Lionel Walsh • My Life and Times
Beginnings in Journalism
During a spell at Leeds and Harrogate schools of art and also working as a retoucher in my father’s photographer’s studio, I became interested in amateur theatricals. Treading the boards became an absorbing hobby.
I had notable success in the part of George in Thornton Wilder’s “Our Town” opposite Doreen Hepplewhite, wife of Bill Hepplewhite, a professional actor with the White Rose Players. We played a young courting couple who were married in the final scene. Our performance received a rave notice in the Harrogate Advertiser. My parents attended every performance and were suitably thrilled.
I also appeared in a production of Christopher Fry’s “The Lady’s Not For Burning” for which I painted a stylistic backdrop which pleased me if nobody else.
A lady called Mrs Gunner, who owned the Copper Kettle café near the Valley Gardens in Harrogate, took me under her wing, allowing herself to be persuaded into commissioning me and a lovely art student, Shirley Thompson, to paint a mural for her restaurant, for the princely sum of thirty pounds each.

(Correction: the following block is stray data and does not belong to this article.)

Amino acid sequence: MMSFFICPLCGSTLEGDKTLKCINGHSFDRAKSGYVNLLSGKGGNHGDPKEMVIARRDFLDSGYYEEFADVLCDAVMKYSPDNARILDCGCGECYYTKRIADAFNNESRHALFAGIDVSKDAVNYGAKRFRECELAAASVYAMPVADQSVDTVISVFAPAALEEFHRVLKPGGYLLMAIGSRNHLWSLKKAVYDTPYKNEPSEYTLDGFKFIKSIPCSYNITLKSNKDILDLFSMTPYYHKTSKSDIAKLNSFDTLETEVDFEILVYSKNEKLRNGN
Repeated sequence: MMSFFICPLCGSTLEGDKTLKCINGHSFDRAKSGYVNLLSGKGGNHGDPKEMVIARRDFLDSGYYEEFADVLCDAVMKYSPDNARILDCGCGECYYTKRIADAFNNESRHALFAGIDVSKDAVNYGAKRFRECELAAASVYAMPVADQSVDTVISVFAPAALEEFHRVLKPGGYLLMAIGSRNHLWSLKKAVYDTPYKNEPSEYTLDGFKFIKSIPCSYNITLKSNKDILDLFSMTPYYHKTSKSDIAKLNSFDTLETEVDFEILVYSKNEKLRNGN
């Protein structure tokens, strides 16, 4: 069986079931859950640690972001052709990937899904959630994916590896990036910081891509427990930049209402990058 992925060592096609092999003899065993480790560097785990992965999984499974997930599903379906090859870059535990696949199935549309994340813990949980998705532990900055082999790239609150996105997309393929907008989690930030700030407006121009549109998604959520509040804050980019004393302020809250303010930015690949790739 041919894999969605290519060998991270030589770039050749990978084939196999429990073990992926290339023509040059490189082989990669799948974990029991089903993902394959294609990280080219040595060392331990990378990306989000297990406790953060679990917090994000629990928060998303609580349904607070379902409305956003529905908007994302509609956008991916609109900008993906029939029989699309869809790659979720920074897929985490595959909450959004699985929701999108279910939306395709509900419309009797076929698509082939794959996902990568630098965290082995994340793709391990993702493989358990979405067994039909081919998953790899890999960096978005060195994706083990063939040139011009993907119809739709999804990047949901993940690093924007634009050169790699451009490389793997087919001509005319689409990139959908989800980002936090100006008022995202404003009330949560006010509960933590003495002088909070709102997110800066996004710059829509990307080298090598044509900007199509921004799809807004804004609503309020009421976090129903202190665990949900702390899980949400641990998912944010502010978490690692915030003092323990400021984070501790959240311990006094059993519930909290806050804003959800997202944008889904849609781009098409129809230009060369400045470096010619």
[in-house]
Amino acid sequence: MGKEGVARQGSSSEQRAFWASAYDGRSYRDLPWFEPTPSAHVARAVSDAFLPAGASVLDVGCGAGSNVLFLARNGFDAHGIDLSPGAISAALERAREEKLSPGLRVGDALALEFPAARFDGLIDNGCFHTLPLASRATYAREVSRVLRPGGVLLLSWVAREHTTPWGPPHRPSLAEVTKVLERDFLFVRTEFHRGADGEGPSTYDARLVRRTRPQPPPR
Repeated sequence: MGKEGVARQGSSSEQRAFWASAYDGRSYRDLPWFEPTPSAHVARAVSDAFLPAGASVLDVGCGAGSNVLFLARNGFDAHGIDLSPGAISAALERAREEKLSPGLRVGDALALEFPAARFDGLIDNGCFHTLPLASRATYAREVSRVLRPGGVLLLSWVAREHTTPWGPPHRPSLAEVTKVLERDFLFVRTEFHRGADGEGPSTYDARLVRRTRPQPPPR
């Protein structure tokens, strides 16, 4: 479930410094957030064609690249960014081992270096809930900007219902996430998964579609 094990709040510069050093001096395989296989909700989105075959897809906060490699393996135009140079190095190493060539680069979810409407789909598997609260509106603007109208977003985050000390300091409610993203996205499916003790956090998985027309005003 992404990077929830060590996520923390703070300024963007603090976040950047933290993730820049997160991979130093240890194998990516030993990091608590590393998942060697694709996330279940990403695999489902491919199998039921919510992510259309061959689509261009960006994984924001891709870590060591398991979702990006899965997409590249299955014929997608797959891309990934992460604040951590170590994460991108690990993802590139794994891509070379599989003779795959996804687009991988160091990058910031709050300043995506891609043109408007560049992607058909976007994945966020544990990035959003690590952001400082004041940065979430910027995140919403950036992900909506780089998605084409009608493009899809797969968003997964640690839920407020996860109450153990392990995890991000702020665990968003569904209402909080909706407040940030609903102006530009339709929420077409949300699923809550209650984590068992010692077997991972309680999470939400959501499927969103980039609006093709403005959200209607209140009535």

My first earnings as an artist
We painted the mural on plaster board in my father’s Harrogate studio. Shirley and I chose to depict the ancient cobbled street, complete with carriages drawn by stuffed horses, that then graced the Railway Museum in York.
A satisfied customer
Day after day, Shirley and I laboured at the mural, relying heavily on Shirley’s artistic ability, which far exceeded my own.
Mrs Gunner was delighted with the mural and willingly gave us her cheque. Therafter, I regularly lunched at the Copper Kettle at Half a Crown a time.
My plan was to go up to London to visit the Festival of Britain, then delighting millions of visitors to the Festival site on the Thames. It was the first strong sign of Britain’s recovery from the rigours of war.
With Mrs Gunner’s cheque burning a hole in my pocket, I was walking past the Ackrill Building, home of the Harrogate Advertiser and its group of weekly newspapers, when I noticed in their display window an advertisement for trainee journalists.
There and then I decided to apply. I already knew one young reporter on the Advertiser, David Corbett.We were both amateur actors with the Harrogate Dramatic Society.
Hired as an apprentice journalist I went in and was immediately received by the editor, Bob Stockton, who offered me the job at the princely salary of five pounds a week, more than my father was paying me. All I could offer was my knowledge of French and German, not much use to a reporter on a local weekly.
I had to break the news to my mother and father that I had decided not to go into the family photographic business. They were remarkably understanding. I remember that my grandmother was particularly supportive, although the consequences for the family business would be dire. There was nobody to carry on, and the business duly folded and my father became the tenant of a John Smith’s country pub, the William IV at Spofforth.